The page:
By Paul  Bassey
I could not have missed that final match for anything.

I go back three years and the process of putting the coaches together by the Technical Committee. The effort of convincing  Nduka Ugbade to be part of the team. The difficulty in assembling the boys together in a country where mothers swear that their children are 14 years old, just to smuggle them into the team!

Then came the threat of the MRI Scan and the first ever test on African stage. Off we went, to Niger, Niamey for that very first match, September 8, 2012 and hammered the host 4-1 and came back to Calabar and walloped them 6-0.

I came back excited and went gaga, told all those who cared to listen that we had the future of Nigerian football in our hands. I said the combination of the coaching crew was as complimentary as it was near perfect. Who are those boys in this country that will whisper when an Nduka Ugbade or an Amuneke was talking?

Have they not been told that Manu Garba was a World Cup winner? So started a journey that ended in the African Championship in Morocco, after a four year absence from continental stage.  Tipped to win, we faltered at the last hurdle through penalties, going into the FIFA event as Vice Champions of Africa.

The team Statistician and Media Chief, Morankiyo Abodurin will confirm that this team played a total of 49 matches, won 44, drew 4 and lost only one in regulation time. Awesome…awesome. Their goals scoring prowess had never been in doubt, scoring 221 goals and conceding only 35!

I left for the UAE with the painful loss in the African Championship fresh in my mind. I left scared that in football, the best teams, don’t always win. How can football allow a team we beat 6-1 to share the same field with us?

Is there no head to head concoction that should automatically hand over the cup to us and allow the match to be a mere formality? The Mexicans, defending champions were waxing strong. After the Eaglets scare they had grown from strength to strength, eliminating power houses Brazil and Argentina in their wake.

As I sat there in Abu Dhabi, a lot of thoughts flowed throughout my mind. But I was reassured by the thousands of green white green on display. They say the Nigerian colours are dim. Last Friday, they shone like a million stars. NFF General Secretary Musa Amadu was awed. “ ….This could have been any stadium in Nigeria. Just look at the turn out “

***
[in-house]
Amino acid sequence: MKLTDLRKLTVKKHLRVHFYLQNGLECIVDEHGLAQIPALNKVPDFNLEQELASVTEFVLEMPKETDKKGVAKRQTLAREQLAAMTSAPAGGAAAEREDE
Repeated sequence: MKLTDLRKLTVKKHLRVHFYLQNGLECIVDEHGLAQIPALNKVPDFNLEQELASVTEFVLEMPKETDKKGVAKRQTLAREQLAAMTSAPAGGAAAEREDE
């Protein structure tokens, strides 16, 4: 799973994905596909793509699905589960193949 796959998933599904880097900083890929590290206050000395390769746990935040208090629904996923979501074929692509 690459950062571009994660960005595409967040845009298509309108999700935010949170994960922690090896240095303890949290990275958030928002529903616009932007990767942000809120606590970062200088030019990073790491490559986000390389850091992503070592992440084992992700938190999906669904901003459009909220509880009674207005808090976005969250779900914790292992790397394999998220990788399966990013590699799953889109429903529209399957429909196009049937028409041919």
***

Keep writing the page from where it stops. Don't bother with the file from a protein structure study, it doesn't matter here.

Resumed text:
I said to him that even in Nigeria, some venues may not attract the type of crowd we were seeing here. When it was time to sing the National Anthem, their voices rang out to high heavens as goose pimples of patriotism broke out all over my flesh.

Then the moment of truth as the match kicked off and the Mexicans went straight into business with evidence that their coach Raul Guttierez must have studied that ominous tape of the match again and again. In what Emmanuel Oyabunmi, protocol Head of the NFF described as Initial Gra Gra ( IGG ) the Mexican probed and probed. Alampasu started a counter in the 8th……then we struck. Drew first blood in the ninth.

The rest is now history. The cup is now in Nigeria.

I pray that when the boys are received today by Mr President the NFF will be remembered and appreciated for three years of hard work, friendly matches, campings, everything. I say this because I was in Aso Rock last time out when the Super Eagles were honoured and the Board members of the NFF did not even have seats allocated to them in what was supposed to be their show.

I was asked at the airport. “ ….This is not the first time. Why are you excited about this time” I said we should not go back. Nigerians know why the last times were not the best of times. This time is different. This time, there is a future.

Congratulations Nigeria.

See you next week, when we shall meet to talk about our World Cup qualification, by the grace of the Almighty God.

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